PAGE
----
One of the other profound changes that accompany tumor proliferation is alteration in the proportion of choline-containing metabolites. Choline, phosphocholine and glycerophosphocholine can be observed in clinical magnetic resonance spectroscopy. Numerous studies have noted alterations in choline metabolism during cancer cell metabolism, and these metabolites have been used for classifying tumor types [23,24] during the immortalization of cell lines [25] and during apoptosis and necrosis [26,27]. These changes are thought to represent the turnover in cell membranes, with perturbations in choline metabolism reflecting either the synthesis or degradation of the cell membranes in the tumors. In addition, changes in mobile lipid droplets have been observed [28]. Such lipids move through the cytosol at a similar rate to small molecules; their tumbling nature allows detection by solution state NMR spectroscopy [29]. Mobile lipid droplets have been associated with a number of processes, including proliferation [30], inflammation [31], malignancy [32], growth arrest, necrosis [33] and apoptosis [34], using specific NMR resonances for unsaturated or saturated lipid acyl chains. Mobile lipids are thought to represent either the accumulation of lipids in cytosolic vesicles or the formation of microdomains in the cell membrane [35]. Furthermore, there is evidence that some of these lipid changes may be characteristic of distinct processes. A selective accumulation of polyunsaturated lipids compared with saturated lipids appears to be distinct to apoptosis rather than necrosis [36,37], for example, in glioma [28].

Metabolomic approach for classification of tissue types

The European FP7 METAcancer consortium analyzed breast tumor and non-malignant breast tissue samples from over 300 patients with three different technologies (Figure 1). In combination, more than 600 metabolites could be structurally identified, consisting of complex lipids [8], primary metabolites and a vast array of unidentified metabolic signals. Although metabolome coverage cannot be computed [38] (unlike for other genomics technologies), this number of identified metabolites is certainly the largest ever reported in human breast carcinoma. Metabolomic technologies are complementary in metabolome coverage and can be used for structural identification of hundreds of metabolites [39], many of which could be identified and linked to biochemical pathways and to evaluate changes in metabolic pathways in different types of tissue.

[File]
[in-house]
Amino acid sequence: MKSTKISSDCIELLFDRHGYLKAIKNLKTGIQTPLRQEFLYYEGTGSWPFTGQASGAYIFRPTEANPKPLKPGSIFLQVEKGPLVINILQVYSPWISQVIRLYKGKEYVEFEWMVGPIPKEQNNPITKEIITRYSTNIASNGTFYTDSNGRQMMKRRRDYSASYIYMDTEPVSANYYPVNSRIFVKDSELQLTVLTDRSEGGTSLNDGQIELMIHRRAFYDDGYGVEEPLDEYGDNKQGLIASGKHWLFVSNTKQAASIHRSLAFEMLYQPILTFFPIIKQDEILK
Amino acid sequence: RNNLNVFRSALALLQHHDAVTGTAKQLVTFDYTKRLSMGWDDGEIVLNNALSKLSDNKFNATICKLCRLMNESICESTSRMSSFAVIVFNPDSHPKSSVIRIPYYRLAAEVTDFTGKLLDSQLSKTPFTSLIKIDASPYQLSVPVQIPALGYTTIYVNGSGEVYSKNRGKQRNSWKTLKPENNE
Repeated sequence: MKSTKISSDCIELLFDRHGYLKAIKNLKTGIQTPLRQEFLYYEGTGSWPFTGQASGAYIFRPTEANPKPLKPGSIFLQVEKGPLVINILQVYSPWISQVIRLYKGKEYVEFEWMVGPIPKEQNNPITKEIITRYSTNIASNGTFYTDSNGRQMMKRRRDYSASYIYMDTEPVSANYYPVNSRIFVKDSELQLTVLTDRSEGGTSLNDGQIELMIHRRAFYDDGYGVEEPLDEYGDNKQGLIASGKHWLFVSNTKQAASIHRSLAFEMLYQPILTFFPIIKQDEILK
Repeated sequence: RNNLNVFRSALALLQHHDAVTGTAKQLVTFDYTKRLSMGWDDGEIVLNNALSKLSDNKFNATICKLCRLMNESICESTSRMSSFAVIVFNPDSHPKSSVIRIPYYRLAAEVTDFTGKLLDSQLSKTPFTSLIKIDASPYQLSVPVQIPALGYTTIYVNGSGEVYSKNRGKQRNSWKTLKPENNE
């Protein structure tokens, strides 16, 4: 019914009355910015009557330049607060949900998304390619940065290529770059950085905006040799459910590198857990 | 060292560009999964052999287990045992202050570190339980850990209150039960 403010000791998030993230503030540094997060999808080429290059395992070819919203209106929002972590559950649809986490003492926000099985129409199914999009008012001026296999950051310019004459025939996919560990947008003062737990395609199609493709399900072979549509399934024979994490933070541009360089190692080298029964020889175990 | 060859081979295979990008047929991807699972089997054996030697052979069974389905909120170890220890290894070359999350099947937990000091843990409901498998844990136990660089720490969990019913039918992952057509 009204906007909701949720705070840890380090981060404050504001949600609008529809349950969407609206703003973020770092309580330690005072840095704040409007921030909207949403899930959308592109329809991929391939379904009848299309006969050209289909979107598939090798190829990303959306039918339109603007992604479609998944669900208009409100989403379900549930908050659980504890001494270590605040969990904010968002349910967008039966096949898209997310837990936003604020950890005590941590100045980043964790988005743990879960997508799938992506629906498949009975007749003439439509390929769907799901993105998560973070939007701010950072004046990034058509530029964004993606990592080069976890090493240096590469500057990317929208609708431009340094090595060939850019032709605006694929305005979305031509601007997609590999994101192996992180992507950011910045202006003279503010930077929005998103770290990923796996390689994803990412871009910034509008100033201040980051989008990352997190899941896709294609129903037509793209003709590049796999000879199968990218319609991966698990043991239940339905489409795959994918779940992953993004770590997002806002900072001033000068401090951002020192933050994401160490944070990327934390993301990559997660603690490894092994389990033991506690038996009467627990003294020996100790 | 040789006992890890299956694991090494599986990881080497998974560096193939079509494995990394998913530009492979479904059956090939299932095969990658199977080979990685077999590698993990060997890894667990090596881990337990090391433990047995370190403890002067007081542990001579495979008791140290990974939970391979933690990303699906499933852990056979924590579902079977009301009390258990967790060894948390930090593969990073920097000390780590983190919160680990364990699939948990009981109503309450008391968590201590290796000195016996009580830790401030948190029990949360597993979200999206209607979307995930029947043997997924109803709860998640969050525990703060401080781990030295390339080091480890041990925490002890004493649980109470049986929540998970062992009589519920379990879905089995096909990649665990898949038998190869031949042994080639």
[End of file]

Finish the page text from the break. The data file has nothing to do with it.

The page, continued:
As expected, the largest differences were observed between normal breast tissue and malignant breast tumors [8]. With the metabolomics approach it is possible to distinguish between normal and malignant breast tissue in unsupervised and supervised analyses; an example is shown in Figure 3. Unsupervised multivariate statistics is used to display the overall data variance in large datasets, whereas supervised statistics tries to identify only those data that contributed most to a statistical question [40], such as different cancer stages. Metabolomics data from breast cancer patients can be used in a similar way to gene expression microarray data, using, for example, hierarchical clustering and heat maps. Using data generated in the METAcancer project [8], the resulting heat map (Figure 3) of 15 normal and 289 cancer tissue samples showed a clear separation of normal and cancer samples on the basis of the detected metabolites with very few outliers or cancer samples that were misclassified as non-malignant tissues. In addition, metabolic differences were observed between different types of breast cancer. The major groups of breast cancer, hormone receptor-positive and -negative tumors, have a different biological background, different clinical characteristics and are treated by different therapeutic strategies. Similarly, it was possible to detect differences between grade 1 or 2 and grade 3 tumors. Therefore, we conclude that it is possible to generate meaningful biological information from tumor tissue by metabolic profiling.

thumbnailFigure 3. Heat map derived from the GCTOF MS metabolomics dataset comparing 289 tumor samples and 15 normal samples[14]. Metabolites are plotted on the y-axis and samples on the x-axis. Data were log2-transformed and median centered in a metabolite-wise manner. Blue indicates data points with a value smaller than the median of the respective metabolite and red indicates higher values. The hierarchical clustering reveals that the measured metabolites can separate normal and cancer tissues. Only two cancer samples cluster together with the normal samples, and one normal sample behaves as an outlier.

Changes in membrane phospholipid synthesis are involved in the progression of breast cancer

Analyzing the LC-MS lipidomics data, significant differences were observed in the tumor compared with normal tissue (Figure 3) [8]. In tumors, it was observed that tumor grade and estrogen receptor (ER) status affect the lipid profiles most radically. Phospholipids containing major (C16:0 fatty acids, where 16 is the number of carbon atoms and 0 is the number of double bonds) or minor (C14:0 and C18:0 fatty acids) products of the fatty acid synthase (FASN) enzyme, showed the highest changes regarding ER status and grade. The majority of the ER-negative tumors are of grade 3 [41], which was evident also in our patient population. Thus, either grade or ER status could explain these results. The ER status only within grade 3 tumors and the grade only within ER-positive tumors was therefore analyzed, confirming that both ER status and grade independently affected the same lipids, with the highest levels found in ER-negative grade 3 tumors. Increased levels of several related phospholipids were also associated with poorer overall survival of the patients [8].